A Slav would shed a tear rather than a german. Be it in joy or sorrow. A male Slav would kiss another male Slav, while a German would not.
          Vladimir

          ----- Original Message -----
          From: Martin Votruba
          To: Slovak-World@yahoogroups.com
          Sent: Sunday, January 07, 2007 12:58 AM
          Subject: [Slovak-World] Re: national bird & flower


          > Lime tree is the all-slav tree (soft), while the
          > oak is a german symbol(hard).

          This is an interesting topic, Vladimir (it was funny about the
          Austrian symbol!). That opposition was actually a programmatic
          decision by the Habsburg Slavs' delegates to the Pan-Slavic Congress
          in 1848. Until then the mythologies concerning both the oak and the
          lime/linden tree were common among the Slavs just like among other
          European folks. For instance, the Slovak poet Jan Kollar, whose works
          became quite influential among the Slavic activists in the Habsburg
          monarchy, still used the oak as a symbol of Slavdom (and, in a veiled
          way, Russia) in his Daughter of Slava in 1824.

          From among all the Europeans it was only among the Germanic peoples
          that the oak became a dominant mythological tree, and touted so by
          their activists. So the delegates to the Pan-Slavic Congress decided
          that they would "de-select" the oak from their images of Slavic
          mythology and tout the linden.

          Anthropologists say that the oak was the "residence" of the powerful
          Slavic god of thunder and lightning (Perun). That paralleled the role
          of the tree in other European mythologies. For instance, the Romans
          associated the oak with the reigning god Jupiter (also the master of
          thunder).

          The symbolic polarization oak=hard-x-linden=soft ("masculine --
          feminine") is old, too, derived from the properties of the wood, of
          course. In Ovid's presumably Ancient Greek myth of Philemon and
          Baucis, he is turned into an oak and she into a linden. The Slavic
          activists tied this in with the German philosopher Herder's
          description of the Slavs, in which he called them peaceful, opposed to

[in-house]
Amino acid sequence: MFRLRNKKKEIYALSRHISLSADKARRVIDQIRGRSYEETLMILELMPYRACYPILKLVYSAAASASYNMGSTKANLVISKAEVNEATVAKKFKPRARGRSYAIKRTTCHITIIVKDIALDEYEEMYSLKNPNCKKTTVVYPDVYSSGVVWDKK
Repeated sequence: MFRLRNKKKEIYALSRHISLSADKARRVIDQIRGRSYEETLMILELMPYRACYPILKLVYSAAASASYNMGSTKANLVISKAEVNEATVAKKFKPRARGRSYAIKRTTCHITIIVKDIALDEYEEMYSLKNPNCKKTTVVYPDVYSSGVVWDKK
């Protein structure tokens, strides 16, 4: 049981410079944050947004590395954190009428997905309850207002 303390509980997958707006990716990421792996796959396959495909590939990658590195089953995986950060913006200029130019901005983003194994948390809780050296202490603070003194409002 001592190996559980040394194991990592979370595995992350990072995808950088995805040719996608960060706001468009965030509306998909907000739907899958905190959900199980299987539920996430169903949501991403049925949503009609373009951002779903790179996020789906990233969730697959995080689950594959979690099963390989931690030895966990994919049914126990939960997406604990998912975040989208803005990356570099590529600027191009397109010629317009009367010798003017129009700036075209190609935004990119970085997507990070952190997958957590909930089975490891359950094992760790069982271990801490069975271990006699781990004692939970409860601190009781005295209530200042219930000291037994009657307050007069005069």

wars, and the myth of the dove-like Slavs and their linden tree set
          sail in 1848. The prominent 19th century Slovak activist Ludovit Stur
          said, for instance, that "the linden blooms after the oak," meaning
          that the Slavs would get ahead of the Germans (I wonder how many
          people are still holding their breath).

          Martin

          votruba "at" pitt "dot" edu





          __________ Informacia od NOD32 1958 (20070105) __________

          Tato sprava bola preverena antivirusovym systemom NOD32.
          http://www.eset.sk


          [Non-text portions of this message have been removed]
        • cvargacvarga
          The oak is very important in tradition German lore. At one time the German deck of card had three suits and the oak leaf was one of them. (I can t quite
          Message 4 of 7 , Jan 7, 2007
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            The oak is very important in tradition German lore. At one time the German deck of card
            had three suits and the oak leaf was one of them. (I can't quite remember the other two,
            but I think acorns were another.)

            Colin

            --- In Slovak-World@yahoogroups.com, "Martin Votruba" <votrubam@...> wrote:
            >
            > > Lime tree is the all-slav tree (soft), while the
            > > oak is a german symbol(hard).
            >
            > This is an interesting topic, Vladimir (it was funny about the
            > Austrian symbol!). That opposition was actually a programmatic
            > decision by the Habsburg Slavs' delegates to the Pan-Slavic Congress
            > in 1848. Until then the mythologies concerning both the oak and the
            > lime/linden tree were common among the Slavs just like among other
            > European folks. For instance, the Slovak poet Jan Kollar, whose works
            > became quite influential among the Slavic activists in the Habsburg
            > monarchy, still used the oak as a symbol of Slavdom (and, in a veiled
            > way, Russia) in his Daughter of Slava in 1824.
            >
            > From among all the Europeans it was only among the Germanic peoples
            > that the oak became a dominant mythological tree, and touted so by
            > their activists. So the delegates to the Pan-Slavic Congress decided
            > that they would "de-select" the oak from their images of Slavic
            > mythology and tout the linden.
            >
            > Anthropologists say that the oak was the "residence" of the powerful
            > Slavic god of thunder and lightning (Perun). That paralleled the role
            > of the tree in other European mythologies. For instance, the Romans
            > associated the oak with the reigning god Jupiter (also the master of
            > thunder).
            >
            > The symbolic polarization oak=hard-x-linden=soft ("masculine --
            > feminine") is old, too, derived from the properties of the wood, of
            > course. In Ovid's presumably Ancient Greek myth of Philemon and
            > Baucis, he is turned into an oak and she into a linden. The Slavic
            > activists tied this in with the German philosopher Herder's
            > description of the Slavs, in which he called them peaceful, opposed to
            > wars, and the myth of the dove-like Slavs and their linden tree set
            > sail in 1848. The prominent 19th century Slovak activist Ludovit Stur
            > said, for instance, that "the linden blooms after the oak," meaning
            > that the Slavs would get ahead of the Germans (I wonder how many
            > people are still holding their breath).
            >
            >
            > Martin
            >
            > votruba "at" pitt "dot" edu
            >